In the wake of COVID-19’s economic damage unsettling the global economy and crashing three major banking institutions, the Australian Banking Association (ABA) is taking proactive steps towards easing the cost of living in Australia. With the ongoing inflationary pressure, rising property rent and various other issues, ABA has launched a cost of living inquiry to identify ways to alleviate the cost of living.
More than that, the Reserve Bank of Australia (RBA) and the Department of the Treasury have embarked on a path to explore the possibilities of crypto regulations in the nation. From a central bank perspective, increased engagement with the crypto ecosystem is seen as a means to protect the financial stability from the disjuncture between the traditional fiat-driven economy and the new-age crypto-oriented economy.
On the crypto front, the RBA and the Treasury have held private meetings with several executives from San Francisco-based cryptocurrency exchange, Coinbase. It was revealed that these private meetings were held to understand their views and further develop the regulatory framework for the crypto sector. This consultation was carried out by the Treasury and was signed off as a token mapping consultation paper. Submissions were expected from both the crypto-industry and other stakeholders. Tom Duff Gordon, Coinbase’s Vice President of International Policy, highlighted the importance of transparency by stating “The Australian Treasury’s token mapping exercise is one of the most detailed and thoughtful papers we have seen on the topic, and it sets a strong foundation for their forthcoming draft rules for crypto exchanges and custodians.”
Conversely, Coinbase’s CEO Brian Armstrong found the regulations in the US to be wanting and criticized their approach on “regulating by enforcement”. When asked about the progress of the regulations from the Australian government, Gordon looked to secure the regulations by the end of the year, as the comprehensive groundwork has already been laid.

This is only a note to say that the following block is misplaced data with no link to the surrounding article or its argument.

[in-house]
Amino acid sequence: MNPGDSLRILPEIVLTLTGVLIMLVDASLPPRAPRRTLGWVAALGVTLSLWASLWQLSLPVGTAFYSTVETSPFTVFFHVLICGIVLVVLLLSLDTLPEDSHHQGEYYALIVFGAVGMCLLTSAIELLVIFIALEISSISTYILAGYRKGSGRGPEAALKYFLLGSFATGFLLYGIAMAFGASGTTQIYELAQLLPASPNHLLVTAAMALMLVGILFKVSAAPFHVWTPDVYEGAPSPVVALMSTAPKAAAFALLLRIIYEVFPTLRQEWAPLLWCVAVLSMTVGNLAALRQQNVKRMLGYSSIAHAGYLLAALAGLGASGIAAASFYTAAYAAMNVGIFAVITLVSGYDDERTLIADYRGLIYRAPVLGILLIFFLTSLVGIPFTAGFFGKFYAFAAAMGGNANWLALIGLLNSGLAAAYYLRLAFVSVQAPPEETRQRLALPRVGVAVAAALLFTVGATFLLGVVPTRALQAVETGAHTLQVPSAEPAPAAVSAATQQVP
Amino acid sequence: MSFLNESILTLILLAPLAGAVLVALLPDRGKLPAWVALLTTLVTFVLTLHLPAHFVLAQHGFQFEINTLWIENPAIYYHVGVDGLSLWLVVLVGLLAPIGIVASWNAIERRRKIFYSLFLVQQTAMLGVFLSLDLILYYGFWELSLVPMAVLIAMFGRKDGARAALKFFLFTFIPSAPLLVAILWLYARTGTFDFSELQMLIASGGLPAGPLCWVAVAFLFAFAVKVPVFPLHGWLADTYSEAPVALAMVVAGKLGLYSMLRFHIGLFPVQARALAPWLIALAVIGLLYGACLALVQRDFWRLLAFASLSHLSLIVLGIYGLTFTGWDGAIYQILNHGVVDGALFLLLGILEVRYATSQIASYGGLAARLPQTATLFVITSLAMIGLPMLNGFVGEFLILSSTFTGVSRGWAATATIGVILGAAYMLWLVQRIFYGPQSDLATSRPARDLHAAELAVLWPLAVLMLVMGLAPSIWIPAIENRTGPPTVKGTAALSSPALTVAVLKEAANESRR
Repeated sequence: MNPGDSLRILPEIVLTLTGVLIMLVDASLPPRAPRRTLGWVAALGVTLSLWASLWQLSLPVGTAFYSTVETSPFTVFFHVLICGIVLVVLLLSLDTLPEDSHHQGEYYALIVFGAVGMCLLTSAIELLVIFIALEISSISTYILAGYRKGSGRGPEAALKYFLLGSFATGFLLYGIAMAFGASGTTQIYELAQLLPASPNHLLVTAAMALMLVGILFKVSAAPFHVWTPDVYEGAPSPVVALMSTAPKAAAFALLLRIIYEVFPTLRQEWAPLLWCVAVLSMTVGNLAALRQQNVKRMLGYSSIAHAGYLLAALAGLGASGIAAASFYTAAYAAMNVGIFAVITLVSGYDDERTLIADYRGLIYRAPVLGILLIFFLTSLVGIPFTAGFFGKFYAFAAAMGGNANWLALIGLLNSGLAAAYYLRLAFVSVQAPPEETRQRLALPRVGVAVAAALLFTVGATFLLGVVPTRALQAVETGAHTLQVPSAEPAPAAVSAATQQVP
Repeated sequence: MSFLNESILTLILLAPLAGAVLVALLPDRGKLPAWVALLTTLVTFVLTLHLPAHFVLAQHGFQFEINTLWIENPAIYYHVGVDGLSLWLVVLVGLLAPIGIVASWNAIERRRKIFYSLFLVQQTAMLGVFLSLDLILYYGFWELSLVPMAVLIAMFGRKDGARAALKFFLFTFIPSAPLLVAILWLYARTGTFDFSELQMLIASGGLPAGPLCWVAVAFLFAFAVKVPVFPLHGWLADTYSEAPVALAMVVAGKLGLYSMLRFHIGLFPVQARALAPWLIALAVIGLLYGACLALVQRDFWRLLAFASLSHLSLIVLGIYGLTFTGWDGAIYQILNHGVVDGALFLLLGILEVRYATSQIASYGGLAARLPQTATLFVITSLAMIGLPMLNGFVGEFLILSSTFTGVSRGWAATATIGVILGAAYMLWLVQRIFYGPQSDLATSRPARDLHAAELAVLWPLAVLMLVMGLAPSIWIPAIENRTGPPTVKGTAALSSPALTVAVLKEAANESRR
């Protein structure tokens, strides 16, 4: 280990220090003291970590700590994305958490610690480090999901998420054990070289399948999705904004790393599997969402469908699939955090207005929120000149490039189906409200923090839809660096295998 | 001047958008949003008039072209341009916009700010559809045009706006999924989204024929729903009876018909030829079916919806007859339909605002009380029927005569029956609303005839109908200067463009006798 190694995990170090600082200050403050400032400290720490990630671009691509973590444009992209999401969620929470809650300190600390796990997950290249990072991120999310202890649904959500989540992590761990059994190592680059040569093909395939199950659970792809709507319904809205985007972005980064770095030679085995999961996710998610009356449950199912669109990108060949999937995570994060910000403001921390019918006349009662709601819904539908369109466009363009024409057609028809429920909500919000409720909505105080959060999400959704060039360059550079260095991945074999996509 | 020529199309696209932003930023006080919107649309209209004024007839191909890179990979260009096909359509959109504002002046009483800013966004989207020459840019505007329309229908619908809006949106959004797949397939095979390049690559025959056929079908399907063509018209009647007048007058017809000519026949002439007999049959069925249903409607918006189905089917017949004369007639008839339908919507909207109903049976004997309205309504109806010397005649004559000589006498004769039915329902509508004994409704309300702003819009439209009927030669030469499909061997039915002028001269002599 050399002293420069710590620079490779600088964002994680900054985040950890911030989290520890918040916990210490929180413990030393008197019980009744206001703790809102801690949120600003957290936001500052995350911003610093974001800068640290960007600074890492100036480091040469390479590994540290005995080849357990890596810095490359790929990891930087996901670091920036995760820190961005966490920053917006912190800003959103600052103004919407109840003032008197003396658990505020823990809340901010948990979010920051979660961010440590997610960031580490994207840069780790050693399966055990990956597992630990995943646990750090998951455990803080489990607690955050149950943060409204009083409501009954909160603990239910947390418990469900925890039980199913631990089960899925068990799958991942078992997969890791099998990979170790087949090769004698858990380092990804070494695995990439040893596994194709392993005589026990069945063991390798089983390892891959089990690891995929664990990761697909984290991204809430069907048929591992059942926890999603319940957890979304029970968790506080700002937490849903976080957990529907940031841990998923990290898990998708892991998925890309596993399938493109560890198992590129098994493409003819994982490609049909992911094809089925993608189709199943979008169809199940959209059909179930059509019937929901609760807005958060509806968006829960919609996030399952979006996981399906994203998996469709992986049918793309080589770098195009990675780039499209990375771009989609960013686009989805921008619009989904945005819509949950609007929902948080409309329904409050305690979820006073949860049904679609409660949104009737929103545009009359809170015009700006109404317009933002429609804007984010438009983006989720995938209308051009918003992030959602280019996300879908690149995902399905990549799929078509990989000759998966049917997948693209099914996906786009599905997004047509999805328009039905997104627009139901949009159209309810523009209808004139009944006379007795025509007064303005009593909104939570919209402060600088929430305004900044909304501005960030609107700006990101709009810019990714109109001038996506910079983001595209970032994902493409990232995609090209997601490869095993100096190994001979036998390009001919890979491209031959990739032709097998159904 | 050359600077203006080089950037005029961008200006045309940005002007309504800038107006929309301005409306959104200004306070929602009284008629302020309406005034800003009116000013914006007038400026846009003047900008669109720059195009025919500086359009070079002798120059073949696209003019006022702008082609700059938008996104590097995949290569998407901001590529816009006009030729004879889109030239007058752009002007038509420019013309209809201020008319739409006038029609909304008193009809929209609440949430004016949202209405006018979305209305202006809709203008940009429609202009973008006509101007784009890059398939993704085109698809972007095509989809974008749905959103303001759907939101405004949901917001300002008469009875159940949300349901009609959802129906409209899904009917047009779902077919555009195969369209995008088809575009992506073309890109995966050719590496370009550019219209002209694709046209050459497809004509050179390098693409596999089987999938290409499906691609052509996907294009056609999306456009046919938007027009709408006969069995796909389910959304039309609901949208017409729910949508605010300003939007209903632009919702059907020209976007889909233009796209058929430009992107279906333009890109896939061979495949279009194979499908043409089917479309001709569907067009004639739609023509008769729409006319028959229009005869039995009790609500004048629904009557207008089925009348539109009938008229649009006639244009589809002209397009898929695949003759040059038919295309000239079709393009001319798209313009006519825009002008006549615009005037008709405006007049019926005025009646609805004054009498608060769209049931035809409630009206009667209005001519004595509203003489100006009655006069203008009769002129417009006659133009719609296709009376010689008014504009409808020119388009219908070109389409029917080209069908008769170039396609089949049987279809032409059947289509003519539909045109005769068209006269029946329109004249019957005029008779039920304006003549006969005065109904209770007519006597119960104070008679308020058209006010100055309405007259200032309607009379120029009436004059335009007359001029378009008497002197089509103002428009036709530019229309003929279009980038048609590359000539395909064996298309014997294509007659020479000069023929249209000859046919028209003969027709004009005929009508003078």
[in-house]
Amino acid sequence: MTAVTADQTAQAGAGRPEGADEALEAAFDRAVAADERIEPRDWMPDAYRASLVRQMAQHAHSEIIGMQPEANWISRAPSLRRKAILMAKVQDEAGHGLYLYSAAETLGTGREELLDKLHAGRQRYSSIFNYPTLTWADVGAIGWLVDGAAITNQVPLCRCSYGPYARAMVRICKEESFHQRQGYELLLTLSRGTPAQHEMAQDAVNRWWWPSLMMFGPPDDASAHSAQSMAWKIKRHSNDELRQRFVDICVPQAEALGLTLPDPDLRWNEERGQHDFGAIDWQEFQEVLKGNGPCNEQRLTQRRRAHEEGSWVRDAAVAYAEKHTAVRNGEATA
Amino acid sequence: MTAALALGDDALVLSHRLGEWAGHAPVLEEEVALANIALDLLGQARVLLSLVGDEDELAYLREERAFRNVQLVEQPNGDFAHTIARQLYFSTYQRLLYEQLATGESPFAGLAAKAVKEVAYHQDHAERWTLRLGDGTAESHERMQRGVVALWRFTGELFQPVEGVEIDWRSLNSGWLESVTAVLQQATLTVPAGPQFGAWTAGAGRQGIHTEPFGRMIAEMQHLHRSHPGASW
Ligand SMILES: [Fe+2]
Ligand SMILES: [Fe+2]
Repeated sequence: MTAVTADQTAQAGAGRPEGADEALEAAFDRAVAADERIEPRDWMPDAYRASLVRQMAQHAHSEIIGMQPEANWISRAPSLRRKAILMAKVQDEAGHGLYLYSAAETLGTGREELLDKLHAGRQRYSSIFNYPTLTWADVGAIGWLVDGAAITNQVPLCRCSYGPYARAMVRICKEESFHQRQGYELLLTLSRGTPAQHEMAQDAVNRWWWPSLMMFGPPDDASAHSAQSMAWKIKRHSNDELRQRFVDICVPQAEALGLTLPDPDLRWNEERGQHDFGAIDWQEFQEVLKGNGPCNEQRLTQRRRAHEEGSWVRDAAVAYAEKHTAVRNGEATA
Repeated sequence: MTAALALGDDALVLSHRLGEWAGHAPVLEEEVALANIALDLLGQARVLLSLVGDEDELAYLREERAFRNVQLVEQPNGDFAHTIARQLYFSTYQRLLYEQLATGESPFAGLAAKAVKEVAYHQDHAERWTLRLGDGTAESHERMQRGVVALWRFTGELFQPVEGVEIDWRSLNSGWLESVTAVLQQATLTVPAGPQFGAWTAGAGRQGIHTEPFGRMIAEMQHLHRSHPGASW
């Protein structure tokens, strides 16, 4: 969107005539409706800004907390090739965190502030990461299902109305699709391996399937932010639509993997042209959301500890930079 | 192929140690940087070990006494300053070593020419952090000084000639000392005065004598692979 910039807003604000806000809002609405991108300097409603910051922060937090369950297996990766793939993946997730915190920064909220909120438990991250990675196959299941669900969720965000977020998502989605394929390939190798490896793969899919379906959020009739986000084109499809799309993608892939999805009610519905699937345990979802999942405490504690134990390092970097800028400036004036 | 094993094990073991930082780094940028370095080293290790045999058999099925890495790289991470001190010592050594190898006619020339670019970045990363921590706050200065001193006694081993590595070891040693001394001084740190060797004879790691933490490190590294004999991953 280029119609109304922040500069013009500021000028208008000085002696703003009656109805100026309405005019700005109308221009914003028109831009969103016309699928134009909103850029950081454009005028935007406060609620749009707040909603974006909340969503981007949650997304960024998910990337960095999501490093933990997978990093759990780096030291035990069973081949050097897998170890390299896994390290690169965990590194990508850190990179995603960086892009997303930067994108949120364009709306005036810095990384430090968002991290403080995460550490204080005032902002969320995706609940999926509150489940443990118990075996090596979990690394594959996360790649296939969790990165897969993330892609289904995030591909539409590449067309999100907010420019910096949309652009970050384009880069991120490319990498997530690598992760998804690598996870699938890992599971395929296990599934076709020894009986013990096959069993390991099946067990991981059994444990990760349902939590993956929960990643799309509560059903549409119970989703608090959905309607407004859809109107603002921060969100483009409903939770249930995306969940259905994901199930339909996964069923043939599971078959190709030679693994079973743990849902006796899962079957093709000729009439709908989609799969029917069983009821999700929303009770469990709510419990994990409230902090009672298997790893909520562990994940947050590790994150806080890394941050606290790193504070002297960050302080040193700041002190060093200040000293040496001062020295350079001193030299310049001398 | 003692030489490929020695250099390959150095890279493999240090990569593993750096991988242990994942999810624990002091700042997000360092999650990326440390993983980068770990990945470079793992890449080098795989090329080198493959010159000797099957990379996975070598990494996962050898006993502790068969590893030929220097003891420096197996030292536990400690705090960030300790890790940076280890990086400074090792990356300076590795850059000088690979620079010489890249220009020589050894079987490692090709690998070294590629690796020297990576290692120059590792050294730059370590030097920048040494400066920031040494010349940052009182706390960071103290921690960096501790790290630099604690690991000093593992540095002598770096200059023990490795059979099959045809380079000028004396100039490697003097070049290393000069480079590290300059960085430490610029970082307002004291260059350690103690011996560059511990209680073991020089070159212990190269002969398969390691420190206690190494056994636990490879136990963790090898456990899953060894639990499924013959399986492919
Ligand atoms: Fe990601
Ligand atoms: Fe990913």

Coinbase’s Australian venture began in October 2022 and Nana Murugesan, Coinbase Vice President of International and Business Development, voiced a positive opinion on the open door nature of the policy makers in Canberra. Moreover, the documents received by the Australian Financial Review suggested that the registrations could keep taking place until 2024 and beyond
All this speaks to the fact that the Reserve Bank of Australia, together with the Treasury, are steadily making progress on the blockchain front. The cost of living inquiry headed by the ABA promises to improve the living conditions for Australians, while the token mapping consultation paper earmarked for the crypto sector attempts to bridge the divide between the traditional fiat-driven economy and the alternative blockchain-based economy.
In the near future, Australia looks to bring regulation to the larger crypto industry which will better safeguard citizens from potential risks. In the meantime, citizens are encouraged to be proactive and ensure they are getting the best deal for their banking services. For those in financial difficulty, banks offer assistance of waivers, emergency credit limit increases and deferred loan repayments–creating the perfect environment for individuals to stabilize the economic strain of 2021 and beyond.